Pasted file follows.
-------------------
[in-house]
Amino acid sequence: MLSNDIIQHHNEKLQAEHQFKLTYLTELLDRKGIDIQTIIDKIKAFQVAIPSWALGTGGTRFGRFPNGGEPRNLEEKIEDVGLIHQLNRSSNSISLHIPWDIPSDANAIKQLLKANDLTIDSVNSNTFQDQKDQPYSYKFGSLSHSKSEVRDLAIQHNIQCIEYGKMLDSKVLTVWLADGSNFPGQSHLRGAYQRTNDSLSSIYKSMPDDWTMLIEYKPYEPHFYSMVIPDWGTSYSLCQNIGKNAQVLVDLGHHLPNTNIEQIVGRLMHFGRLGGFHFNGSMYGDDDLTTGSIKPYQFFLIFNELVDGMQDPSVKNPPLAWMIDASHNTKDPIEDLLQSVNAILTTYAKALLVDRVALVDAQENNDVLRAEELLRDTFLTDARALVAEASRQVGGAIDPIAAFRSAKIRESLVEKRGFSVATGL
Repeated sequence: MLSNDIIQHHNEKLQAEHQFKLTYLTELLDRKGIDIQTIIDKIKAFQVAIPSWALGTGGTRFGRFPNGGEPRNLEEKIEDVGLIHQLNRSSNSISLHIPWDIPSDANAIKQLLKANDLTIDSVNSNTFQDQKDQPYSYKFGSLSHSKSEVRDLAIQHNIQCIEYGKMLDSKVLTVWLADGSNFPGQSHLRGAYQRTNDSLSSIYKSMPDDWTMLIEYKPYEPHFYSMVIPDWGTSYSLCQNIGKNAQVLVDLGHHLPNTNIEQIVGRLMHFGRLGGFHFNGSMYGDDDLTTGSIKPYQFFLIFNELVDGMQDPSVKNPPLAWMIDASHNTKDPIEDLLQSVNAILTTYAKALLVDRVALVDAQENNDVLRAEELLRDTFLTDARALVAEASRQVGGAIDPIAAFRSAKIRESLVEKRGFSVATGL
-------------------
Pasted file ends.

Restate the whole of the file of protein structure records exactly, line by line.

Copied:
[in-house]
Amino acid sequence: MLSNDIIQHHNEKLQAEHQFKLTYLTELLDRKGIDIQTIIDKIKAFQVAIPSWALGTGGTRFGRFPNGGEPRNLEEKIEDVGLIHQLNRSSNSISLHIPWDIPSDANAIKQLLKANDLTIDSVNSNTFQDQKDQPYSYKFGSLSHSKSEVRDLAIQHNIQCIEYGKMLDSKVLTVWLADGSNFPGQSHLRGAYQRTNDSLSSIYKSMPDDWTMLIEYKPYEPHFYSMVIPDWGTSYSLCQNIGKNAQVLVDLGHHLPNTNIEQIVGRLMHFGRLGGFHFNGSMYGDDDLTTGSIKPYQFFLIFNELVDGMQDPSVKNPPLAWMIDASHNTKDPIEDLLQSVNAILTTYAKALLVDRVALVDAQENNDVLRAEELLRDTFLTDARALVAEASRQVGGAIDPIAAFRSAKIRESLVEKRGFSVATGL
Repeated sequence: MLSNDIIQHHNEKLQAEHQFKLTYLTELLDRKGIDIQTIIDKIKAFQVAIPSWALGTGGTRFGRFPNGGEPRNLEEKIEDVGLIHQLNRSSNSISLHIPWDIPSDANAIKQLLKANDLTIDSVNSNTFQDQKDQPYSYKFGSLSHSKSEVRDLAIQHNIQCIEYGKMLDSKVLTVWLADGSNFPGQSHLRGAYQRTNDSLSSIYKSMPDDWTMLIEYKPYEPHFYSMVIPDWGTSYSLCQNIGKNAQVLVDLGHHLPNTNIEQIVGRLMHFGRLGGFHFNGSMYGDDDLTTGSIKPYQFFLIFNELVDGMQDPSVKNPPLAWMIDASHNTKDPIEDLLQSVNAILTTYAKALLVDRVALVDAQENNDVLRAEELLRDTFLTDARALVAEASRQVGGAIDPIAAFRSAKIRESLVEKRGFSVATGL